Spectacular Sufganiyot for a Fried and Fabulous Hanukkah
These filled doughnut recipes guarantee you eight days of sweet celebration. Come for the traditional fried jammy variety; stay for the custard, air-fried, spicy, baked, gluten-free, and vegan.
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Sufganiyot from The Spruce Eats
There’s no shortage of sweet treats to celebrate the Jewish Festival of Lights. Sufganiyot, the customary jelly doughnut found at many a Hanukkah table, is typically fried in hot oil as a way to remember the miracle of Hanukkah. But in these modern times, fried is not the only way to eat a doughnut. Join us on this food adventure as we explore both traditional and unusual, healthy and decadent, savory and sweet, vegan, gluten-free, spicy, air fryer, and more. There’s even sufganiyot cake — and while you might be thinking cake doughnut, we’re actually talking about doughnut cake. Yep, sufganiyot just got really interesting.
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Why do we eat sufganiyot on Hanukkah?
Hanukkah is the Festival of Lights, celebrating the victory of the Maccabees over the Syrian army, or more accurately, the rededication of the Temple after that victory. According to Jewish tradition, there was only enough oil to light the menorah in the Temple for one day, but it ended up burning for eight days — which is why Hanukkah’s lighting of the menorah stretches over eight nights.
This Hanukkah miracle is also why oil is one of the main symbols of Hanukkah and is so present in the holiday's celebratory foods. Fried foods — like potato latkes and the delicious doughnuts known in Hebrew as sufganiyot (the plural form of sufganiyah) — are often included on Hanukkah menus.
According to Gil Marks in the Encyclopedia of Jewish Food, these jelly doughnuts are Central European in origin. They were first injected with jelly in Germany, but their Jewish heritage really begins in Poland. They’re called paczki in Polish (pronounced “pownch-kee”) and are used to celebrate many holidays in Poland and in Polish communities outside Poland. The doughnuts were originally fried in lard (which is not kosher), so when Polish Jews started making them, they used oil instead. Some Polish Jews made them a Hanukkah tradition in their home country, but the tradition was more widely adopted and solidified in two ways when Polish Jews brought them to Israel. First, Israelis gave the doughnuts the Hebrew name sufganiyot. The term is derived from the word for spongy dough from the Talmud, connecting the Jewish religion to the food. Second, the Israeli labor federation lobbied to make them an official tradition as a way to create bakery jobs.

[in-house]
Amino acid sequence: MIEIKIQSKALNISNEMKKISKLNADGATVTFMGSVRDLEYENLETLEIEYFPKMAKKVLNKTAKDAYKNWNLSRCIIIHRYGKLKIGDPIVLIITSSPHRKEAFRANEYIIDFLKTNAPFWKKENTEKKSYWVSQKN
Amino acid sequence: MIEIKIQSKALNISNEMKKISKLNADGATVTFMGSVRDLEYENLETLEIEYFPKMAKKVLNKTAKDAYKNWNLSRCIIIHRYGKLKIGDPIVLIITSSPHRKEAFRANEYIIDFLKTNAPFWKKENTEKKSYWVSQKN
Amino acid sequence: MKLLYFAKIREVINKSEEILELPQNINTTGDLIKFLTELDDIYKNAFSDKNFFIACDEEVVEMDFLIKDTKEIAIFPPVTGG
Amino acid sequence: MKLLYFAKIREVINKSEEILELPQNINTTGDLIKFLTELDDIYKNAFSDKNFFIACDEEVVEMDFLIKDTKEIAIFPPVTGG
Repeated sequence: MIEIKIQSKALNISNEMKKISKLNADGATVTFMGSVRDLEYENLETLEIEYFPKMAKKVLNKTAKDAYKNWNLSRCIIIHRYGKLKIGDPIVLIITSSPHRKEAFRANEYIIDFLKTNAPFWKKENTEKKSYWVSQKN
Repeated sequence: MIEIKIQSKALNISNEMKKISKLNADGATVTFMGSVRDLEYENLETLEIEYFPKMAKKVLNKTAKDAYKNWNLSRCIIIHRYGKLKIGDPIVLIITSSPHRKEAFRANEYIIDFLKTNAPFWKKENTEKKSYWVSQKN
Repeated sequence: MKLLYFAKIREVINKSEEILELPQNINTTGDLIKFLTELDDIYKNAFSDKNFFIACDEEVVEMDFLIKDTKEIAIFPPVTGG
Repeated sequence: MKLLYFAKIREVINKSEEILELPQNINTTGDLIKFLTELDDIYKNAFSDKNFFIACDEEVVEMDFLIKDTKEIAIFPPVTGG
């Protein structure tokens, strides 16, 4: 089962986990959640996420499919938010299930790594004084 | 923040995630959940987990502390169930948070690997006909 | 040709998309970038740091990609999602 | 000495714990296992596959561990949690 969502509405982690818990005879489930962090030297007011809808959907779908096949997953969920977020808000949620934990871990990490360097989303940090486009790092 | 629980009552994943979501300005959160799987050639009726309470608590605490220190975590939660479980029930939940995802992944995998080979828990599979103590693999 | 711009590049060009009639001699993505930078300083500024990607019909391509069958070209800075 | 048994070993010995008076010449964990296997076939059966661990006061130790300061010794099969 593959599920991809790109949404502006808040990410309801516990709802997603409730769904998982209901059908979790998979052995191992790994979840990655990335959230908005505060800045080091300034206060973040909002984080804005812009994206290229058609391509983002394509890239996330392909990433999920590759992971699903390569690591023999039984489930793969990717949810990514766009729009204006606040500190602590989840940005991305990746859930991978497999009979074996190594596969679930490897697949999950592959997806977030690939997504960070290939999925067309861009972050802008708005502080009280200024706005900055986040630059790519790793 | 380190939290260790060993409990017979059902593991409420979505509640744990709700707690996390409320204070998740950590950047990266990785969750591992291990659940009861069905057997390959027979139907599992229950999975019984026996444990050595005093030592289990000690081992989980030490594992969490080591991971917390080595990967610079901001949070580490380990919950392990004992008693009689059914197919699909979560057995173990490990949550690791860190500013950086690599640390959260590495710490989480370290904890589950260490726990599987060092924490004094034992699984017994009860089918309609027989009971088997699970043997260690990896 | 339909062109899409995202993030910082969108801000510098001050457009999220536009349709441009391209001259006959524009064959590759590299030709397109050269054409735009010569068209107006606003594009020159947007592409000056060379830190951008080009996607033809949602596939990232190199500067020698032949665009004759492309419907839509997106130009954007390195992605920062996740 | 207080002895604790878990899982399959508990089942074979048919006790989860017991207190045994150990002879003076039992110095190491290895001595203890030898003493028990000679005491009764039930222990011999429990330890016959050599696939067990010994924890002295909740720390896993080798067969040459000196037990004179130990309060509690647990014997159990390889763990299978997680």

How to make sufganiyot
These treats are made with what is called an enriched yeast dough. That means you add yeast, fat, and egg yolks to flour to create a very rich dough — this same dough is used in other pastries like cinnamon rolls and brioche. The process is pretty straightforward: You roll out the dough and punch out circles. After allowing to rise and puff up, the dough circles are fried in vegetable oil until golden brown and tossed with cinnamon and granulated sugar or confectioners' sugar. Each pastry is then pumped full of jelly or custard.
You'll likely need the following tools, depending on the recipe you select: a large bowl and stand mixer, rolling pin, round cookie cutter, floured surface for kneading and shaping the doughnuts, tea towels or plastic wrap for rising, a deep fryer or large pot and candy thermometer, slotted spoon, baking sheet, and paper towels for blotting.
But don’t let all of the ingredients and tools or the deep-frying scare you — the dough is not that difficult to make — unless by “difficult” you mean difficult to stop eating, in which case these doughnuts are really, really difficult!